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10. Get professional recertification. Once you’re eligible for Medicaid, you’ll have to go through a process of “recertification” every year, to qualify you to continue receiving benefits.
Some people who initially get Medicaid with the help of an Elder Law firm, make the mistake of attempting to recertify themselves, and end up being denied any additional benefits.
The Medicaid recertification application is a complex document, and is best prepared with professional assistance. Attempting to save an attorney’s fee by doing the work yourself is often very short-sighted, given the long-term, costly nature of Alzheimer’s and dementia, and the serious implication of losing the financial support Medicaid benefits supply.
An additional important consideration is the current regulatory and economic environment. We live in a time of unprecedented changes with regard to health care, with many confusing and unclear laws, rules, and policies. If you’re not an attorney who deals with this information on a daily basis, how can you reasonably expect to keep up-to-date on these changes, which may impact your benefits?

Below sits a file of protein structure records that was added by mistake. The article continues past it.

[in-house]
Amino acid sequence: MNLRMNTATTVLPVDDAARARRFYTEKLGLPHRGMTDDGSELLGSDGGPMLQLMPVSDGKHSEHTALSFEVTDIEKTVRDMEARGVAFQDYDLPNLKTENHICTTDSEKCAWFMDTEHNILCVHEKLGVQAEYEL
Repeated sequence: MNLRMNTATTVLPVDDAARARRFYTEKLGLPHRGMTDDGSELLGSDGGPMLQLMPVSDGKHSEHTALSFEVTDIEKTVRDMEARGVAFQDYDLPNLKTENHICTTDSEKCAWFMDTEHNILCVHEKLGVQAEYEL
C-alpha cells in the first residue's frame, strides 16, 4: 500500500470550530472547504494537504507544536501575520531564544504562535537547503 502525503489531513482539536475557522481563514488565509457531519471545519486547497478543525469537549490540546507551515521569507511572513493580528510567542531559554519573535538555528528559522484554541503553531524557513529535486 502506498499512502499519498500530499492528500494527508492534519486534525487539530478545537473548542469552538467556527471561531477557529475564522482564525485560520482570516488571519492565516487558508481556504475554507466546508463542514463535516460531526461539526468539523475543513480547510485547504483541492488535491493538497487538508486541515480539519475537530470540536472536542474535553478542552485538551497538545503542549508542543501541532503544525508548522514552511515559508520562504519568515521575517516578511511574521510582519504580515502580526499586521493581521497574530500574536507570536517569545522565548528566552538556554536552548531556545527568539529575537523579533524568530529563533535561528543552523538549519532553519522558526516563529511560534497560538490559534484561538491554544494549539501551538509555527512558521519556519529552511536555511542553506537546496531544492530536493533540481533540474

Again, with Alzheimer’s and dementia, the best approach is the safest one. Get professional help to make sure the job is done properly, and that you and your family have the ongoing legal support you’ll need.
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